Monday, January 16, 2006

The Tragedy of the Commons

A story in the New York Times, "Disarray at Center for Dr. King Casts Pall on Family and Legacy" was a sober reminder about the hazards of nepotism to our common rhetorical inheritance and the dangers of allowing the appropriation for profit of the intellectual property of the civil rights movement. (It's been a bleak week for post-sixties social activism, actually. During the same period, The Los Angeles Times wrote about infighting generated by the family of Cesar Chavez in the four part series "UFW: A Broken Contract.")

To see for myself, I visited the website of the King Center and immediately reacted negatively. Maybe it was the sound blaring out as soon as the page opened . . . always a web design turn-off. Maybe I was irked by the fact that they chose a speech segment with an anti-education theme, which attacked the importance of college degrees, subject-verb agreement, and Plato and Aristotle. Maybe it was the digital image of the Coretta Scott King book with SAMPLE stamped on it to protect their intellectual property and make image-grabbing impossible for kids doing reports.

From an information literacy standpoint, the site was a disaster. No interesting digitized documents or online exhibitions. Worse, when you opened the first page marked Martin Luther King, Jr. both of the links were dead (on the Saturday of the holiday weekend!), so the site is obviously not being properly maintained. Most depressing were the draconian intellectual property restrictions in their Terms of Service that credited Intellectual Properties Management as the copyright holder of record.

Intellectual Properties Management is run by one of King's sons, who from what I've read sounds like a real foe of the Creative Commons. According to the Times, "Dexter King's entrepreneurial spirit has generated controversy since the moment he first took control of the King Center board in 1994 as his mother's designated successor. He battled the Park Service over land where he wanted to build an interactive, for-profit museum, disbanded the Martin Luther King Jr. holiday commission because it was a fund-raising competitor and licensed his father's image to cellular phone companies for commercials." In the trademark case Dexter S. King v. Trace Publishing Company, King's heirs actually attempt to trademark the phrase "I Have a Dream" (and even "We Have a Dream," which wasn't in the speech). For those disinclined to think ill of the King family, "Martin Luther King Jr., Minting a Fortune" in Forbes magazine describes some of IPM's worst abuses.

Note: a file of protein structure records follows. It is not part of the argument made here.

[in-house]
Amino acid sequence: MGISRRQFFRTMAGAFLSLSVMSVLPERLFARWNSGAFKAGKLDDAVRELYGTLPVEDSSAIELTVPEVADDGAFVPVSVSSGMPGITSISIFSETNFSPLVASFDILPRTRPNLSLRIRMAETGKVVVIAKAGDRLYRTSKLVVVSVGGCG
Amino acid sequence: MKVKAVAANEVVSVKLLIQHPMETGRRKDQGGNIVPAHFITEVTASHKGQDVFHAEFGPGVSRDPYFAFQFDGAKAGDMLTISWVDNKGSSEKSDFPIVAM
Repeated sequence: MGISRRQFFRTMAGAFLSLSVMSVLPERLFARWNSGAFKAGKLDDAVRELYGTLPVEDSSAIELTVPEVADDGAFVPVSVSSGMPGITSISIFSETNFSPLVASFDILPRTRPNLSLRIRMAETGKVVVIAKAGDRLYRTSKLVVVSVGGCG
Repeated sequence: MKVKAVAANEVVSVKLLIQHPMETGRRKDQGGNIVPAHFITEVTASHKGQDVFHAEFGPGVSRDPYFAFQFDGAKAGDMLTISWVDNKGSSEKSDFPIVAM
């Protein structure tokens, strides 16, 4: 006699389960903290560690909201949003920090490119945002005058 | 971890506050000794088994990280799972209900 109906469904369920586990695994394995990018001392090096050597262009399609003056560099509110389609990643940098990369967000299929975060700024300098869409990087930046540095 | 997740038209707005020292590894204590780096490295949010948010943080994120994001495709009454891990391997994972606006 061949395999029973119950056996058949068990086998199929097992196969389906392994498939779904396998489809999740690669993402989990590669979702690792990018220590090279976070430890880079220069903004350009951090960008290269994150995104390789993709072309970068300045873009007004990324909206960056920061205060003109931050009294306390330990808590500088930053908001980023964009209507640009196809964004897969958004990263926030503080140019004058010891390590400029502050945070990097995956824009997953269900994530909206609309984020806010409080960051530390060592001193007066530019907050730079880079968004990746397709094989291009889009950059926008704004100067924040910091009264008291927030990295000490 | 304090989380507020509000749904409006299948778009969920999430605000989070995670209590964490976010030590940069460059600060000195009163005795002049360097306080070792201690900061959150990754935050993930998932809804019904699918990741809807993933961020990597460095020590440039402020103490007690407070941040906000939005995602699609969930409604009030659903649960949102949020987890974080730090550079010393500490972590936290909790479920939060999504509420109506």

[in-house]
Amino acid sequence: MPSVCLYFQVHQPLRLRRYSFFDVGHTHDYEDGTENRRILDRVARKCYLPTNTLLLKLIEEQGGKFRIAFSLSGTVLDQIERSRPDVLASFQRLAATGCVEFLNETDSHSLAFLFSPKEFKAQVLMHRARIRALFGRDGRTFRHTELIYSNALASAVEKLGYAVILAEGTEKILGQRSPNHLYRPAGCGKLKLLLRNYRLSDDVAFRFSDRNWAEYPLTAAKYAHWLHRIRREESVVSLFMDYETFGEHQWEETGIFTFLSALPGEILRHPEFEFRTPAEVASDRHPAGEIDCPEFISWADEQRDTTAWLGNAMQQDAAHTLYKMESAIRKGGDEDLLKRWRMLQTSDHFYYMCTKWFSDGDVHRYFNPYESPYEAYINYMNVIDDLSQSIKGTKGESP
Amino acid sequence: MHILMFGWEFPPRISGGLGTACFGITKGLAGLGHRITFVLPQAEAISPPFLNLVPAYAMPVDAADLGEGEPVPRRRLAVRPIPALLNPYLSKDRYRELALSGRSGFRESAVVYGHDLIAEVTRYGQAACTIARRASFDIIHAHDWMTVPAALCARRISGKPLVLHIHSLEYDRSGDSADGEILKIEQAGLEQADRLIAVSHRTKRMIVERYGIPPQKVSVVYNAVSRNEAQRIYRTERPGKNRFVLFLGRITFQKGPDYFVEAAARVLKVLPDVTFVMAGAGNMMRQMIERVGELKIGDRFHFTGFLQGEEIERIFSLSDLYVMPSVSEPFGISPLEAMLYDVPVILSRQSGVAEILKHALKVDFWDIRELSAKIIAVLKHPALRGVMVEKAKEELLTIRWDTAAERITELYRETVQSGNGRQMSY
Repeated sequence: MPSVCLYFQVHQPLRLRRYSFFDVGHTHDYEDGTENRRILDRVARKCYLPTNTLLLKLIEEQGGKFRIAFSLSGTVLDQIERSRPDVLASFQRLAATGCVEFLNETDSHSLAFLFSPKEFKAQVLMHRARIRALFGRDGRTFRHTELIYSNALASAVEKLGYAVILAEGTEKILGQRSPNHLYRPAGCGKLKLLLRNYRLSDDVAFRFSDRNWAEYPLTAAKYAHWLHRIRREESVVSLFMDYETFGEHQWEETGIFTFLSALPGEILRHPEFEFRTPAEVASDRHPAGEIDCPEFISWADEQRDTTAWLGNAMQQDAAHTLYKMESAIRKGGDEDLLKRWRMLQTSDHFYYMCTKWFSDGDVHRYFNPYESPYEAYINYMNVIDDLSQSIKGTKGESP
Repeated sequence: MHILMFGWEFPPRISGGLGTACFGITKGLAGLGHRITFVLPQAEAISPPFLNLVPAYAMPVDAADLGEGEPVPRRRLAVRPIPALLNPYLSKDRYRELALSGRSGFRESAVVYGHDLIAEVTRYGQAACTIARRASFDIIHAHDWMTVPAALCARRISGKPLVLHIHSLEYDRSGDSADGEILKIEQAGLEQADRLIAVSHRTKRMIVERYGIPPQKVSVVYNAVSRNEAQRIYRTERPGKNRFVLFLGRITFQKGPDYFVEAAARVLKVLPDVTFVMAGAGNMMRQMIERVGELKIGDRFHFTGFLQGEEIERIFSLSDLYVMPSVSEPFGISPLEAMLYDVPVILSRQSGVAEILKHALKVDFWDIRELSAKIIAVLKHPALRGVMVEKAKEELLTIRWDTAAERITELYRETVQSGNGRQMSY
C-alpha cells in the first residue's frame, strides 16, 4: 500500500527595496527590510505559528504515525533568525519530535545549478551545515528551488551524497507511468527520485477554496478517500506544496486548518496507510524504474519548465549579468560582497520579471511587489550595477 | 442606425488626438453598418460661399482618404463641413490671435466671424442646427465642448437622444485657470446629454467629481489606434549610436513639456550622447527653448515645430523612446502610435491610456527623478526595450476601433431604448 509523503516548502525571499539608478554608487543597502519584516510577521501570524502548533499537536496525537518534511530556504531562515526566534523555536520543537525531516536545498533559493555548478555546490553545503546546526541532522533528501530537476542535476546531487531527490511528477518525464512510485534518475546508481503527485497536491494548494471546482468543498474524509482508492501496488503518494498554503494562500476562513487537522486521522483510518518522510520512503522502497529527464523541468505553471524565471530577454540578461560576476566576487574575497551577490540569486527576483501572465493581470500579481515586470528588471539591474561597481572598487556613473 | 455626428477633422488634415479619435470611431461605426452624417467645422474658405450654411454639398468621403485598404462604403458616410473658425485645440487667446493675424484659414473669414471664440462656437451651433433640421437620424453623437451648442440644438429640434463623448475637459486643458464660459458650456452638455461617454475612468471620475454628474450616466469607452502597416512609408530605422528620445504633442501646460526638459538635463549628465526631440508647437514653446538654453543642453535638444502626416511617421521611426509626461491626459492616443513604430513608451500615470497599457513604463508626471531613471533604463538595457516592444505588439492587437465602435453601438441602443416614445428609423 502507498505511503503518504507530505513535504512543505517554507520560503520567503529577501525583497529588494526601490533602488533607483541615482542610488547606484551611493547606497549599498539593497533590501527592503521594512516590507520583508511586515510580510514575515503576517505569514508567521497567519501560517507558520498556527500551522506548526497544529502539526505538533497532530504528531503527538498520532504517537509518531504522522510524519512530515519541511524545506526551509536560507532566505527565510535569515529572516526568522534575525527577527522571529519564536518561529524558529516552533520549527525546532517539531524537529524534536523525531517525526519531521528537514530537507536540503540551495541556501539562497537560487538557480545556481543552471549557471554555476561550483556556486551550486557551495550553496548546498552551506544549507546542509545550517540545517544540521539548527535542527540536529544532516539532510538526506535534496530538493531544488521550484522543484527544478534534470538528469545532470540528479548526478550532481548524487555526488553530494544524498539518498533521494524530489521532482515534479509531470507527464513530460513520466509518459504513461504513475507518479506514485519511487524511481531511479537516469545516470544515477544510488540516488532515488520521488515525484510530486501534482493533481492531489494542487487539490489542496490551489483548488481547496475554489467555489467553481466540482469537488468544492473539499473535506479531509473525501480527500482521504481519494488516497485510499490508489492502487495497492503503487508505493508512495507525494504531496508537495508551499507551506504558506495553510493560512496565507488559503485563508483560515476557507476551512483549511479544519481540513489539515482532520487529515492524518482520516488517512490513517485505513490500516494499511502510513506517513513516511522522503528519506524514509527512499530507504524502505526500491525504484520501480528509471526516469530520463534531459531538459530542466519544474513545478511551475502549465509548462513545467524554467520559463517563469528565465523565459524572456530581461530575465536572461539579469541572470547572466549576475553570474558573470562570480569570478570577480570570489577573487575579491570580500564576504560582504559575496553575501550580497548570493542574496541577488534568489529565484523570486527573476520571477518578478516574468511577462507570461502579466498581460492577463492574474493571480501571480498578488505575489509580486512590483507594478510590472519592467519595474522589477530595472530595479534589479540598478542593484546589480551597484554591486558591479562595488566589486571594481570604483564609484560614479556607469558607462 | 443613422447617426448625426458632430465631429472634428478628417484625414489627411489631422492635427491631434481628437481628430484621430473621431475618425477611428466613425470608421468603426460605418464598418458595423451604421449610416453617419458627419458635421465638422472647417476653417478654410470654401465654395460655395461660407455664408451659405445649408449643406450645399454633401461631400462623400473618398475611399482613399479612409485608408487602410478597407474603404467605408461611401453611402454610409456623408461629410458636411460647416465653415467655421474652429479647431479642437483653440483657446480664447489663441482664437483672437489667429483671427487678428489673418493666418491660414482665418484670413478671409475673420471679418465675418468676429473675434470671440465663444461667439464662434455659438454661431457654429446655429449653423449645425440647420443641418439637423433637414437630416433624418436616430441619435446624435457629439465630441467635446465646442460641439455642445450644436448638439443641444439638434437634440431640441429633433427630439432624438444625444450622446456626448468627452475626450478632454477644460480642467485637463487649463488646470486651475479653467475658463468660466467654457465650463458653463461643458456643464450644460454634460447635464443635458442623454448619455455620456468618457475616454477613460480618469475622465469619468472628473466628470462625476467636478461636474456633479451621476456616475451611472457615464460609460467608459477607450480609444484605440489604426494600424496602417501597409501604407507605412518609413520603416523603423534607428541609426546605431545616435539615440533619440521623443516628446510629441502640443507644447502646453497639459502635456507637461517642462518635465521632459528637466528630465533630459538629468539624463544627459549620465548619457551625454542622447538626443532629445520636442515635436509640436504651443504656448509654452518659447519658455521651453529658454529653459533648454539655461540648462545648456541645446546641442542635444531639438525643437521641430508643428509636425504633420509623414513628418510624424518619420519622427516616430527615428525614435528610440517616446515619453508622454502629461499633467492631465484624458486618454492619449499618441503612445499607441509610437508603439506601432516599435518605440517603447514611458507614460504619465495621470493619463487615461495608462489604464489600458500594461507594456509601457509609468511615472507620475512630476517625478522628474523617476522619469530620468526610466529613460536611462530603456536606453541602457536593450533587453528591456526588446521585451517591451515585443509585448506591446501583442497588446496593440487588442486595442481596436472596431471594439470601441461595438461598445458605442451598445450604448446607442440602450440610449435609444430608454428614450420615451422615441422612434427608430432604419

To those who study rhetoric, the IPM situation is particularly ironic because King was a famous borrower of oratory and even may have once gone too far when he took texts from others without acknowledgement in some passages in his doctoral dissertation. (I don't hold this conduct against King. Famous writers are often accused of plagiarism; my favorite examples are Diderot and Voltaire.)

Perhaps the most well-known example of IPM's cupidity is the sale of footage from the "I Have a Dream" speech to Alcatel to create a computer generated 360 degree view of King speaking that also celebrates the communication company's products. Alcatel's MLK themed ad campaign was created by Arnold Worldwide with the digital help of Industrial Light and Magic. (The Arnold agency also takes credit for work done on "The Truth" anti-smoking campaign, which has been covered twice on this blog.) Although they were near King historically, at the real podium in front of the Lincoln Monument, other participants in this key civil rights event have been digitally removed from the stage by the PR experts, as this page on the Media Literacy Clearinghouse at the University of South Carolina shows.

I watched the television ad at the Scholarship in the Digital Age conference, and I have to admit it was visually engrossing and emotionally vivid. Just like The Wizard of Oz, the black and white sequence transforms into color, and, as the camera pans around the opening shots of an empty Washington Mall, King's audience quickly fills the space and becomes a teeming, enthusiastic throng as the words of King's wonderful "I Have a Dream" speech resonate from the three dimensional virtual space.

Another website about the civil rights leader that Intellectual Properties Management licenses, MLK Online, is unbelievably crass and covered with ads. A pitch for a phone company dominates the banner.

A trip to American Rhetoric: The Power of Oratory in the United States might be a much better way to celebrate the holiday that commemorates both a great wordsmith and a great political thinker. It includes an online speech bank, sound clips from alliteration to synecdoche in "Rhetorical Figures in Sound," great movie speeches, Christian rhetoric, the rhetoric of 9-11, an online quiz that I genuinely enjoyed (despite my "C" grade at the end), and a fun exercise about rhetorical liberties and Dennis Rodman's antics on the basketball court.

At the very least the virtual visitor to Atlanta, Georgia can travel a few blocks from the King Center to the Martin Luther King Jr National Historic Site run by the National Park Service and take a virtual tour of the King Birth Home.



Blogger Lupton said...

I love the American Rhetoric site, and am adding it to my teaching website for Lincoln. It's great that a site like this exists to preserve such a variety of speeches in audio form. The tale you tell of the commodification of King is a useful reminder on this holiday weekend.

5:24 PM  

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